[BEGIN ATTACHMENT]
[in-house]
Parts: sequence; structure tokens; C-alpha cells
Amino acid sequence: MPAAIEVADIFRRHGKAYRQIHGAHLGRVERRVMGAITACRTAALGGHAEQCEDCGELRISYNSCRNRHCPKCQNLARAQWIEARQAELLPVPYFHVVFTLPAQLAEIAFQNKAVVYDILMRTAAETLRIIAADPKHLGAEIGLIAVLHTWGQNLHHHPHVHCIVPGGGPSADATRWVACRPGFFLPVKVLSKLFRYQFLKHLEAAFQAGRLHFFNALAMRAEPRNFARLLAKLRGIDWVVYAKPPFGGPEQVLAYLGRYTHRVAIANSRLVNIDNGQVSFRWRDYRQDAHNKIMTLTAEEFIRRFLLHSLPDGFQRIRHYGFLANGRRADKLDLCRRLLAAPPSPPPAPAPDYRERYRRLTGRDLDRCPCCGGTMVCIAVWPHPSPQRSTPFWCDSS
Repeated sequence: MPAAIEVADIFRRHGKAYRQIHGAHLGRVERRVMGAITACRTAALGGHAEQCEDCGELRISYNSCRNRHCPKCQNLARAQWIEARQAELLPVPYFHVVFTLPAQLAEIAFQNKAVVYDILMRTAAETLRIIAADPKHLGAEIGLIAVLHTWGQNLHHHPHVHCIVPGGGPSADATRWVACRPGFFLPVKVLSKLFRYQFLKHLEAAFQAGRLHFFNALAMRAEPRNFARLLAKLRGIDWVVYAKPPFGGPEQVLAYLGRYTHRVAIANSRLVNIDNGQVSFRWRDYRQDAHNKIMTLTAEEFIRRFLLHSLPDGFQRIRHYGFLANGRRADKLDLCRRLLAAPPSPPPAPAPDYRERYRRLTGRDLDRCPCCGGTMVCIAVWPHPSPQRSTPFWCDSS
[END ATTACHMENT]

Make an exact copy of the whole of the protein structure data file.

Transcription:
[in-house]
Parts: sequence; structure tokens; C-alpha cells
Amino acid sequence: MPAAIEVADIFRRHGKAYRQIHGAHLGRVERRVMGAITACRTAALGGHAEQCEDCGELRISYNSCRNRHCPKCQNLARAQWIEARQAELLPVPYFHVVFTLPAQLAEIAFQNKAVVYDILMRTAAETLRIIAADPKHLGAEIGLIAVLHTWGQNLHHHPHVHCIVPGGGPSADATRWVACRPGFFLPVKVLSKLFRYQFLKHLEAAFQAGRLHFFNALAMRAEPRNFARLLAKLRGIDWVVYAKPPFGGPEQVLAYLGRYTHRVAIANSRLVNIDNGQVSFRWRDYRQDAHNKIMTLTAEEFIRRFLLHSLPDGFQRIRHYGFLANGRRADKLDLCRRLLAAPPSPPPAPAPDYRERYRRLTGRDLDRCPCCGGTMVCIAVWPHPSPQRSTPFWCDSS
Repeated sequence: MPAAIEVADIFRRHGKAYRQIHGAHLGRVERRVMGAITACRTAALGGHAEQCEDCGELRISYNSCRNRHCPKCQNLARAQWIEARQAELLPVPYFHVVFTLPAQLAEIAFQNKAVVYDILMRTAAETLRIIAADPKHLGAEIGLIAVLHTWGQNLHHHPHVHCIVPGGGPSADATRWVACRPGFFLPVKVLSKLFRYQFLKHLEAAFQAGRLHFFNALAMRAEPRNFARLLAKLRGIDWVVYAKPPFGGPEQVLAYLGRYTHRVAIANSRLVNIDNGQVSFRWRDYRQDAHNKIMTLTAEEFIRRFLLHSLPDGFQRIRHYGFLANGRRADKLDLCRRLLAAPPSPPPAPAPDYRERYRRLTGRDLDRCPCCGGTMVCIAVWPHPSPQRSTPFWCDSS